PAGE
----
How Consumers Pay: Adoption and Use of Payments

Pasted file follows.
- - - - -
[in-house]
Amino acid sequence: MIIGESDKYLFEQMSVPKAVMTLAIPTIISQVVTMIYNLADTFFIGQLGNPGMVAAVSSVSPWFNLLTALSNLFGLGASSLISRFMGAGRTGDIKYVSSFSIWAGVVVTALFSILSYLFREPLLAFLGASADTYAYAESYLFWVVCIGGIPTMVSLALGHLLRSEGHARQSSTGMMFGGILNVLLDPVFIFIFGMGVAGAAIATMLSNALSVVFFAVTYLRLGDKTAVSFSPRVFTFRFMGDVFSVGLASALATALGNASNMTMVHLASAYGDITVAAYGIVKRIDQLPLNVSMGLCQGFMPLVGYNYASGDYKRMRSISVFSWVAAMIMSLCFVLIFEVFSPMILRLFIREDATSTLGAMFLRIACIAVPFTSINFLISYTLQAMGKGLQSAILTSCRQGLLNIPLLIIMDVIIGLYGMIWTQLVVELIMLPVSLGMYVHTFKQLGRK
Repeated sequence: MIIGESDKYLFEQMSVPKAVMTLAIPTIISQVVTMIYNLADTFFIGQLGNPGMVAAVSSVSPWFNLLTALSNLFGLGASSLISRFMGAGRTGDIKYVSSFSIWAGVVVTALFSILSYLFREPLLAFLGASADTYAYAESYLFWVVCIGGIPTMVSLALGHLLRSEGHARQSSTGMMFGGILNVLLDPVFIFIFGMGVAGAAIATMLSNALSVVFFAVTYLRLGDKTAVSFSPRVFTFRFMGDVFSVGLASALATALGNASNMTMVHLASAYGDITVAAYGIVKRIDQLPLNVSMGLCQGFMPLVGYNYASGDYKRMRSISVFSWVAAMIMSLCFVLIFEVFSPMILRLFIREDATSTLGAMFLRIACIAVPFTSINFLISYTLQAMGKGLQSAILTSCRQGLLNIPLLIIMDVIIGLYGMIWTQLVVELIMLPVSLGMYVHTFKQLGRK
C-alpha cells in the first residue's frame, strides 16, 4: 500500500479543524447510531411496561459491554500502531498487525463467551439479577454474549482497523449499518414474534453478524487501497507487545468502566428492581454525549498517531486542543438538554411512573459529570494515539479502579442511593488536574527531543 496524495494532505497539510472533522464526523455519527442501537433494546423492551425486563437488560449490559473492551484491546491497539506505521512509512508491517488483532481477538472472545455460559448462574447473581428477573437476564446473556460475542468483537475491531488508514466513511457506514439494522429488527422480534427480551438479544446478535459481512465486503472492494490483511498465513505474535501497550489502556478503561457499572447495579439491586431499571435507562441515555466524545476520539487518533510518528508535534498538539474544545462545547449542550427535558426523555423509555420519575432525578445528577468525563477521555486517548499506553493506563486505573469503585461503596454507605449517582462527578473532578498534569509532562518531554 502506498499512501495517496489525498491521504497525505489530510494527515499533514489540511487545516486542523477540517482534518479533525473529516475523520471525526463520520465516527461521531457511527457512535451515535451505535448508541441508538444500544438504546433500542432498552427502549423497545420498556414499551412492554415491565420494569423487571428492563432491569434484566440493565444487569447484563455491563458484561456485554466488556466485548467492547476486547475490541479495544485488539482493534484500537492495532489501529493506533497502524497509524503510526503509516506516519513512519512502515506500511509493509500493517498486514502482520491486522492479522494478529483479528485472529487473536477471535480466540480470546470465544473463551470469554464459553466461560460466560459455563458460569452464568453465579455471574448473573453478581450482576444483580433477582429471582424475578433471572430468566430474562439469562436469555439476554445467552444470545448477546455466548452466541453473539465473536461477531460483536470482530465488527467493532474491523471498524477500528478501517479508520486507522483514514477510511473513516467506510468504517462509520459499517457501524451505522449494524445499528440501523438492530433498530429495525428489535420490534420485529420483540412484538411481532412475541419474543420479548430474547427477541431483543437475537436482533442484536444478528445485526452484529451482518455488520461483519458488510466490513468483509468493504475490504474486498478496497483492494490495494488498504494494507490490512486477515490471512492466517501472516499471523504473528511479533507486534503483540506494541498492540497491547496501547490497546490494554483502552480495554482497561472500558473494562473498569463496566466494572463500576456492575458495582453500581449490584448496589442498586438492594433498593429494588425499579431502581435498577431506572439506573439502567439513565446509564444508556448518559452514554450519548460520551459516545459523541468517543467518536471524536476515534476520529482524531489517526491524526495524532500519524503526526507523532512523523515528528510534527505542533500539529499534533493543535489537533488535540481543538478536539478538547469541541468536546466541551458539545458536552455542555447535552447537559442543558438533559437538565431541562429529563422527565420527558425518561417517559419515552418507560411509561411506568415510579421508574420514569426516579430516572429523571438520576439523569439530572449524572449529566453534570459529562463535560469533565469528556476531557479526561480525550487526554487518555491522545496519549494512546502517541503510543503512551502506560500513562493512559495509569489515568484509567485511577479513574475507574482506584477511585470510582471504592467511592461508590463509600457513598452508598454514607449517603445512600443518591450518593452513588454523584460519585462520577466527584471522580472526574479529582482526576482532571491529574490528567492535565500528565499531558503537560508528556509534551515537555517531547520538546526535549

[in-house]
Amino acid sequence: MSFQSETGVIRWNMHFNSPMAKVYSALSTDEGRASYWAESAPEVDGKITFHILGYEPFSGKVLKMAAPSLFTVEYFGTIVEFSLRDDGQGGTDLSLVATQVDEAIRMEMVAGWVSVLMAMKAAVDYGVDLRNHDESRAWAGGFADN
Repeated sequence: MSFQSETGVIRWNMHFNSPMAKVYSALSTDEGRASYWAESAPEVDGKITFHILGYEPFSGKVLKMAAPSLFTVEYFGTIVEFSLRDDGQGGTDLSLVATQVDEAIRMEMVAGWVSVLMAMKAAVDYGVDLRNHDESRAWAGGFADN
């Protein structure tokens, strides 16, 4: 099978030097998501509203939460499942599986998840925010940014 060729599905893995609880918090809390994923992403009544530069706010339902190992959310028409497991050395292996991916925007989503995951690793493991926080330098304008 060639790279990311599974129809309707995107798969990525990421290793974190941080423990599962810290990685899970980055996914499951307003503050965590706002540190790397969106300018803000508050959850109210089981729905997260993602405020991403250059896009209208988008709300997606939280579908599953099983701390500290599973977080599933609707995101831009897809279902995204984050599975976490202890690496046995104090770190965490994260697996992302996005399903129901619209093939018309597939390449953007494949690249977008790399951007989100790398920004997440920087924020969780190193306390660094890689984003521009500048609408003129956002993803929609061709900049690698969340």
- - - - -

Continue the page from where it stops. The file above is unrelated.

Using data from a nationally representative survey on consumer payment behavior, we estimate Heckman two-stage regressions on the adoption and use of seven different payment instruments. We find that the characteristics of payments are important in determining consumer payment behavior, even when controlling for demographic and financial attributes: setup and record keeping are especially important in explaining adoption, while security is important in explaining which methods consumers use for transactions. For the first time, we estimate the number of payment methods adopted by consumers conditional on having access to a bank account, as the unbanked consumers' payment choices are much more limited than those of consumers with bank accounts. This paper follows the analysis in Schuh and Stavins (2010), but with improved data, allowing us to estimate a better model of payment behavior. As in the previous study, cost is found to significantly affect payment use, indicating that the recent increase in the cost of debit cards issued by some banks may lead to a reduction in U.S. consumers' reliance on debit cards for transactions.